Experiencing the Divine
Today is the last Sunday in the season the Church calls Epiphany. We have been looking at passages of scripture that remind us of wonderful manifestations of God. In today’s text we have perhaps the greatest epiphany before the glorious resurrection of Jesus. It is called the Transfiguration.
Jesus took Peter, James, and John up on a mountain to pray. In Luke’s Gospel, prayer is usually the supreme posture for experiencing a divine manifestation. Remember how after his baptism Jesus was praying, and at that precise moment the heavens were opened, the Spirit descended, and the voice of God was heard.
Now Jesus was on a mountain praying. Suddenly he was transfigured. He face and clothing became a dazzling light. Those sleepy disciples became instantly awake! I can almost picture them shaking their heads and rubbing the eyes, then peering again into that light. Continue reading
Our Minister to Preschool and Children shared this resource with our staff for helping parents and children talk together.
We feed the hungry and minister to prisoners and
victims of domestic violence and we welcome strangers,
because Jesus Himself told us that he would be among them
In past months, I have received invitations to attend meetings on the issue of immigration. I have expressed myself both publicly and privately to my lawmakers about what I think about the issue and have written about the matter.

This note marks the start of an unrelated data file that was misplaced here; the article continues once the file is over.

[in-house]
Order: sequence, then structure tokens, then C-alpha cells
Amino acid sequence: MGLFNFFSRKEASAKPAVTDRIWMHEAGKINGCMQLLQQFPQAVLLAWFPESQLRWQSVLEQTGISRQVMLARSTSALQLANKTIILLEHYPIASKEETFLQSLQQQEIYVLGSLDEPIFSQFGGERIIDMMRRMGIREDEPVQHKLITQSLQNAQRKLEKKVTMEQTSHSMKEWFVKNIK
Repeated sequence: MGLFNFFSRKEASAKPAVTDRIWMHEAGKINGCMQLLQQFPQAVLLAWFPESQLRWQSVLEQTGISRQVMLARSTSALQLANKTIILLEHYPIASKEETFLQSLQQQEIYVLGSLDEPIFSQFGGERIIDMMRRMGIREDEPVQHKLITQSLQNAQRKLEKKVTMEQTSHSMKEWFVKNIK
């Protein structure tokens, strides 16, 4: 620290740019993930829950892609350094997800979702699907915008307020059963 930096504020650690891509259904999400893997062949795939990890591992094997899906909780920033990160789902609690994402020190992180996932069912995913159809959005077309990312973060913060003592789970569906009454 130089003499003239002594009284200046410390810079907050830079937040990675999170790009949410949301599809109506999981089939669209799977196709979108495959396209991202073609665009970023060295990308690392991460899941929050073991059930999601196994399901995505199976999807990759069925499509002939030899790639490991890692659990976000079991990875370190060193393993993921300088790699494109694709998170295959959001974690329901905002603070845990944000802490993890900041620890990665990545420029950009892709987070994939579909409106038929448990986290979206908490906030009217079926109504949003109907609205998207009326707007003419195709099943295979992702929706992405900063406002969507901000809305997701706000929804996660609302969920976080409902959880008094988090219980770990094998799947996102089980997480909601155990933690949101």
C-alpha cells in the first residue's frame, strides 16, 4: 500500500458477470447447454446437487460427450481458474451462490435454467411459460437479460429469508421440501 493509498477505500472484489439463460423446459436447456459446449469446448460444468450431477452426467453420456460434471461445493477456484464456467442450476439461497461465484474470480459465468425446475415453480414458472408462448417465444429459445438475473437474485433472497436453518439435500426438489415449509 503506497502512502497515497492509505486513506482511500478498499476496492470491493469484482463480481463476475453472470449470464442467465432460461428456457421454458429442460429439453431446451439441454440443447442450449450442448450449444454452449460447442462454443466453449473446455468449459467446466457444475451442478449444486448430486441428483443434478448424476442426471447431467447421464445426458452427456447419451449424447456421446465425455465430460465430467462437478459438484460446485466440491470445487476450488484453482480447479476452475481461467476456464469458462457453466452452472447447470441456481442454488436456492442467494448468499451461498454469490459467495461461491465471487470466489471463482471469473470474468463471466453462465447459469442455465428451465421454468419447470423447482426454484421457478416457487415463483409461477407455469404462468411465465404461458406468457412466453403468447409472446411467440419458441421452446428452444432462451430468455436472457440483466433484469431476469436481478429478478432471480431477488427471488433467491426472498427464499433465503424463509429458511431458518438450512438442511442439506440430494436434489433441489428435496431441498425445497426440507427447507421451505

It is now getting new attention since the election, and has been for a while by political party leaders in both Republican and Democratic circles for a very pragmatic reason—the realization that Latinos are and will be ever more politically influential as a coalition that can turn an election. Many years ago, when I taught a course at Samford University’s night school on the history of American Christianity, one of the issues that the writers saw as emerging was how religion and democracy would fare in the 21st century as our nation became less and less a nation of majority European white Christians and more and more a pluralistic and diverse culture.
Politically, of course, the immediate implication is whether our way of government and our fundamental political faith in freedom and opportunity can survive without an underlying cultural and ethnic commonality. The jury is out in many commentators’ minds, but for Christians this is not really a central matter. Continue reading
[This is a pastoral email that I wrote to our church family last week in the wake of a tragedy in our community.]
Over the last several weeks, Jim and I have been preaching a series entitled “What do I tell my kids about …?” and we have offered biblical answers to challenging questions that kids ask their parents. We’ve not shied away from talking about non-Christian religions, sexual orientation, and why bad things happen. But sometimes a question comes up that you just didn’t expect. Here’s one that came our way earlier this week: